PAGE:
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Assessing and promoting civil and minority rights in South Africa.

[Source: Mail & Guardian by Patrick Bond.]

Naomi Klein remarked that a think tank is a group of people paid to think by the people who control the tanks. Here in Johannesburg, one of South Africa’s highest-profile intellectual vehicles appears to be a victim of drunken driving by scholars from whom we otherwise expect much stronger political navigation skills.

In the central business district of Sandton, a large gathering of state-funded intellectuals (staying at the five-star Intercontinental Hotel) is conferencing in heart-warmingly hedonistic style, replete with national Brazil-Russia-India-China-South Africa (Brics) songs and dances. The Brics Academic Forum and SA Brics Think Tankmeeting, winding up on May 31, must be South African scholars’ most expensive event of the year, in spite of the theme Envisioning Inclusive Development through a Socially Responsive Economy.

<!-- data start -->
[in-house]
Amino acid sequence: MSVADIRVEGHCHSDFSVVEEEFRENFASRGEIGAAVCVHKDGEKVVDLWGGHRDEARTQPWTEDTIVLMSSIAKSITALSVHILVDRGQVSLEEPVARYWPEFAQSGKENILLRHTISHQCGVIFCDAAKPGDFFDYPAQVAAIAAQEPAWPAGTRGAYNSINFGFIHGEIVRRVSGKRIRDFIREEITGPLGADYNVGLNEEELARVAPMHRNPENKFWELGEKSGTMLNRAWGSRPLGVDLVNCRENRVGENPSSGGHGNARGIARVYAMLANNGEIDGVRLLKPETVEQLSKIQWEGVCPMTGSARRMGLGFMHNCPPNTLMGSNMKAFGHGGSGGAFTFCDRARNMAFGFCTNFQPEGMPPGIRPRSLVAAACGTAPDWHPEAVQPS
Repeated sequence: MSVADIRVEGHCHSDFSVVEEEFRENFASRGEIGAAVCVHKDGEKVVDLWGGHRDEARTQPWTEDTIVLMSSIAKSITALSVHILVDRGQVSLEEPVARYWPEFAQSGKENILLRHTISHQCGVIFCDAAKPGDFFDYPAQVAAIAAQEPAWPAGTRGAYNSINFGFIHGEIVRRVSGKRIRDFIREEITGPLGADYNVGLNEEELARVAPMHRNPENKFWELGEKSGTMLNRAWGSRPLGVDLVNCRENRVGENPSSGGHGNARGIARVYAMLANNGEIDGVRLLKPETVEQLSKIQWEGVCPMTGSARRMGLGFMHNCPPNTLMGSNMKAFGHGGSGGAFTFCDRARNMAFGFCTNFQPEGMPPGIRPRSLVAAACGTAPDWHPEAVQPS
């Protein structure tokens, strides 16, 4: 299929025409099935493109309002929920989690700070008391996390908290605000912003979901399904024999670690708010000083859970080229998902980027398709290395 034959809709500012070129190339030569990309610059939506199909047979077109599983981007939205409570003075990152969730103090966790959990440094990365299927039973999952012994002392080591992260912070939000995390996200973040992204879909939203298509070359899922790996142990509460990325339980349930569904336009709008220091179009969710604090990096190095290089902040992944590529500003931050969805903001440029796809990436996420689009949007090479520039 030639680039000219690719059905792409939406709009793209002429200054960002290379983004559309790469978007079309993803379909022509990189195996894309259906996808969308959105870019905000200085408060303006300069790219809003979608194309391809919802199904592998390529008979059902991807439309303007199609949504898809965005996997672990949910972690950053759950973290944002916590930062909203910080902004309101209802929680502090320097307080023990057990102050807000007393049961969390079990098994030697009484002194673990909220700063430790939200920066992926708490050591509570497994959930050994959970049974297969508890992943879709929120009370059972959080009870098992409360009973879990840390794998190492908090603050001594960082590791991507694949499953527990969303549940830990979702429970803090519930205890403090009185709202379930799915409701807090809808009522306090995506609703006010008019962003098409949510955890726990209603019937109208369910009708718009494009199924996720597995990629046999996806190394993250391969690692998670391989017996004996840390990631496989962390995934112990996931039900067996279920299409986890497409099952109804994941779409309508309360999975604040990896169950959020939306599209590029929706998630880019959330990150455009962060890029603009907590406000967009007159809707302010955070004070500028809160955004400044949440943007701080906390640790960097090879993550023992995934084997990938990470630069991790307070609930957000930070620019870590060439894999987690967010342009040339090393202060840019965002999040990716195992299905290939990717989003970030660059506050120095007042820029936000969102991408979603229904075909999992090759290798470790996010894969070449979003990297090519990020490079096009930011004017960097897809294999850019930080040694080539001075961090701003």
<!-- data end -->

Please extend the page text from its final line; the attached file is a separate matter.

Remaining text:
The mandate from Higher Education and Training Minister Naledi Pandor’s opening speech was framed with unabashed talk-left ideology, regardless of obvious walk-right realities. She asked academics to “develop a collaborative set of interventions that advances the agenda of the bloc. The Brics formation is one that is based on a progressive view of how the world should develop; and the world is in need of progressive ideas, of ideas that come from issues of social justice and inclusion.”

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South Africa at a Glance
57 700 000 (mid 2018 estimate)
5.2% y/y in November 2018 (CPI) & +6.8 y/y in November 2018 (PPI)
2.2% q/q (3rd quarter of 2018)
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